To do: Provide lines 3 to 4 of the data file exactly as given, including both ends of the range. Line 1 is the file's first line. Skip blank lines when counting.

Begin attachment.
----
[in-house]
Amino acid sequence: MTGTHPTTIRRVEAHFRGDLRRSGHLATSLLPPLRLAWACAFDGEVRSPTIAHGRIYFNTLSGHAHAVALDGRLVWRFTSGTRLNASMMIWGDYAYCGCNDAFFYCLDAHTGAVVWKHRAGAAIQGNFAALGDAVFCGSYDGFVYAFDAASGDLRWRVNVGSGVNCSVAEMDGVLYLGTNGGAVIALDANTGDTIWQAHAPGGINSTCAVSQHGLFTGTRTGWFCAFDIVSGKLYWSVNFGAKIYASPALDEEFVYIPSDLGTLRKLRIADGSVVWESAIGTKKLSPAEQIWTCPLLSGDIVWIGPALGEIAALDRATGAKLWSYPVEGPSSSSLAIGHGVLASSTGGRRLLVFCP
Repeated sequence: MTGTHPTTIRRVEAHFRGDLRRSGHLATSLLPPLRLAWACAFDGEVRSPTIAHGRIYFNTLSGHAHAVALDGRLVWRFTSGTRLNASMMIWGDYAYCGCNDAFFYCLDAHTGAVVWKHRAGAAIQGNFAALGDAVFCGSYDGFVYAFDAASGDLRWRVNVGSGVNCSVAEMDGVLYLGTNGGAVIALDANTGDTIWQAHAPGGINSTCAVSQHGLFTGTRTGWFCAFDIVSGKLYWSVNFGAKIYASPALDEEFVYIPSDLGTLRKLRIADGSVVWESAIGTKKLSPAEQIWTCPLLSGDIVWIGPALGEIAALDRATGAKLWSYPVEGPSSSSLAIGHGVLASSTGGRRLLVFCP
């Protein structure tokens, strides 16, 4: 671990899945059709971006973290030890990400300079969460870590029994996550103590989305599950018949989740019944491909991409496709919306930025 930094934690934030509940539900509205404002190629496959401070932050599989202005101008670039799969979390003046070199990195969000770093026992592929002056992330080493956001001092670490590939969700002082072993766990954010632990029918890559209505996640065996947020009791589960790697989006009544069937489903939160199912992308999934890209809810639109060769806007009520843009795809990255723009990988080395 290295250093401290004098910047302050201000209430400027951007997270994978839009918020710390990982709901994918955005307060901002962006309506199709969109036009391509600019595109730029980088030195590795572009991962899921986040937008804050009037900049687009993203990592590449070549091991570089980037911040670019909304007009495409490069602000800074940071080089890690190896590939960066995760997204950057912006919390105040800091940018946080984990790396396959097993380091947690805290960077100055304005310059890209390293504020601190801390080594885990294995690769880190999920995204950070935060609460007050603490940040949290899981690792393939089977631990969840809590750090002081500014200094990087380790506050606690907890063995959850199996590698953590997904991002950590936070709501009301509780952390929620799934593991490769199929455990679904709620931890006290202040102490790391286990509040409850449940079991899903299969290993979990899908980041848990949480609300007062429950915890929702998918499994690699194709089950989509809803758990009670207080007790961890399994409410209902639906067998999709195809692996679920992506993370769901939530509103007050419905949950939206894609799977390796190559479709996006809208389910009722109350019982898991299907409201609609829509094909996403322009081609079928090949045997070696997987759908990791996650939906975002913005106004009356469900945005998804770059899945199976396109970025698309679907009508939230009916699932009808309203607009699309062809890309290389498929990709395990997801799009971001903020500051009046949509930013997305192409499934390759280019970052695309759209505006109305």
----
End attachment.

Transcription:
Repeated sequence: MTGTHPTTIRRVEAHFRGDLRRSGHLATSLLPPLRLAWACAFDGEVRSPTIAHGRIYFNTLSGHAHAVALDGRLVWRFTSGTRLNASMMIWGDYAYCGCNDAFFYCLDAHTGAVVWKHRAGAAIQGNFAALGDAVFCGSYDGFVYAFDAASGDLRWRVNVGSGVNCSVAEMDGVLYLGTNGGAVIALDANTGDTIWQAHAPGGINSTCAVSQHGLFTGTRTGWFCAFDIVSGKLYWSVNFGAKIYASPALDEEFVYIPSDLGTLRKLRIADGSVVWESAIGTKKLSPAEQIWTCPLLSGDIVWIGPALGEIAALDRATGAKLWSYPVEGPSSSSLAIGHGVLASSTGGRRLLVFCP
């Protein structure tokens, strides 16, 4: 671990899945059709971006973290030890990400300079969460870590029994996550103590989305599950018949989740019944491909991409496709919306930025 930094934690934030509940539900509205404002190629496959401070932050599989202005101008670039799969979390003046070199990195969000770093026992592929002056992330080493956001001092670490590939969700002082072993766990954010632990029918890559209505996640065996947020009791589960790697989006009544069937489903939160199912992308999934890209809810639109060769806007009520843009795809990255723009990988080395 290295250093401290004098910047302050201000209430400027951007997270994978839009918020710390990982709901994918955005307060901002962006309506199709969109036009391509600019595109730029980088030195590795572009991962899921986040937008804050009037900049687009993203990592590449070549091991570089980037911040670019909304007009495409490069602000800074940071080089890690190896590939960066995760997204950057912006919390105040800091940018946080984990790396396959097993380091947690805290960077100055304005310059890209390293504020601190801390080594885990294995690769880190999920995204950070935060609460007050603490940040949290899981690792393939089977631990969840809590750090002081500014200094990087380790506050606690907890063995959850199996590698953590997904991002950590936070709501009301509780952390929620799934593991490769199929455990679904709620931890006290202040102490790391286990509040409850449940079991899903299969290993979990899908980041848990949480609300007062429950915890929702998918499994690699194709089950989509809803758990009670207080007790961890399994409410209902639906067998999709195809692996679920992506993370769901939530509103007050419905949950939206894609799977390796190559479709996006809208389910009722109350019982898991299907409201609609829509094909996403322009081609079928090949045997070696997987759908990791996650939906975002913005106004009356469900945005998804770059899945199976396109970025698309679907009508939230009916699932009808309203607009699309062809890309290389498929990709395990997801799009971001903020500051009046949509930013997305192409499934390759280019970052695309759209505006109305």